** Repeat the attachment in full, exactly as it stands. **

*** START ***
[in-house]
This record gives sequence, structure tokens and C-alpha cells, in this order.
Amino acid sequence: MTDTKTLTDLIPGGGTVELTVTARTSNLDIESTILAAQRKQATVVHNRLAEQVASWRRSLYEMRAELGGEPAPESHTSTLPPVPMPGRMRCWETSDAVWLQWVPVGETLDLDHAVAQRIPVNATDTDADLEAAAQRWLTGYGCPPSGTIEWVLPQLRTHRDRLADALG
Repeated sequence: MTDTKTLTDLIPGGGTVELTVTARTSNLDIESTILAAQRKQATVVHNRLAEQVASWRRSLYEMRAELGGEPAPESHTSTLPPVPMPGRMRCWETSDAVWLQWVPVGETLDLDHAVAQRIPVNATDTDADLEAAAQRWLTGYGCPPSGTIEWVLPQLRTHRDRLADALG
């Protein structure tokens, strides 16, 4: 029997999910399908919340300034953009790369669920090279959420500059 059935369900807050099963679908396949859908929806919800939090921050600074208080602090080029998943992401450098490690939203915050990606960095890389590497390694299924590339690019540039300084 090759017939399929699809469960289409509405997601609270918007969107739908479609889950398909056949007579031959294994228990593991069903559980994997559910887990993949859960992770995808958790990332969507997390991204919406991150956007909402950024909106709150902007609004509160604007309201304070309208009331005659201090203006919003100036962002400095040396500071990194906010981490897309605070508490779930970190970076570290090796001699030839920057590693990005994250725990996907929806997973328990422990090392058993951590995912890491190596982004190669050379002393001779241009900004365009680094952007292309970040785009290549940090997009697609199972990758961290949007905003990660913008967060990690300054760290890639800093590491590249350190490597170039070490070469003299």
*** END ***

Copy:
[in-house]
This record gives sequence, structure tokens and C-alpha cells, in this order.
Amino acid sequence: MTDTKTLTDLIPGGGTVELTVTARTSNLDIESTILAAQRKQATVVHNRLAEQVASWRRSLYEMRAELGGEPAPESHTSTLPPVPMPGRMRCWETSDAVWLQWVPVGETLDLDHAVAQRIPVNATDTDADLEAAAQRWLTGYGCPPSGTIEWVLPQLRTHRDRLADALG
Repeated sequence: MTDTKTLTDLIPGGGTVELTVTARTSNLDIESTILAAQRKQATVVHNRLAEQVASWRRSLYEMRAELGGEPAPESHTSTLPPVPMPGRMRCWETSDAVWLQWVPVGETLDLDHAVAQRIPVNATDTDADLEAAAQRWLTGYGCPPSGTIEWVLPQLRTHRDRLADALG
């Protein structure tokens, strides 16, 4: 029997999910399908919340300034953009790369669920090279959420500059 059935369900807050099963679908396949859908929806919800939090921050600074208080602090080029998943992401450098490690939203915050990606960095890389590497390694299924590339690019540039300084 090759017939399929699809469960289409509405997601609270918007969107739908479609889950398909056949007579031959294994228990593991069903559980994997559910887990993949859960992770995808958790990332969507997390991204919406991150956007909402950024909106709150902007609004509160604007309201304070309208009331005659201090203006919003100036962002400095040396500071990194906010981490897309605070508490779930970190970076570290090796001699030839920057590693990005994250725990996907929806997973328990422990090392058993951590995912890491190596982004190669050379002393001779241009900004365009680094952007292309970040785009290549940090997009697609199972990758961290949007905003990660913008967060990690300054760290890639800093590491590249350190490597170039070490070469003299």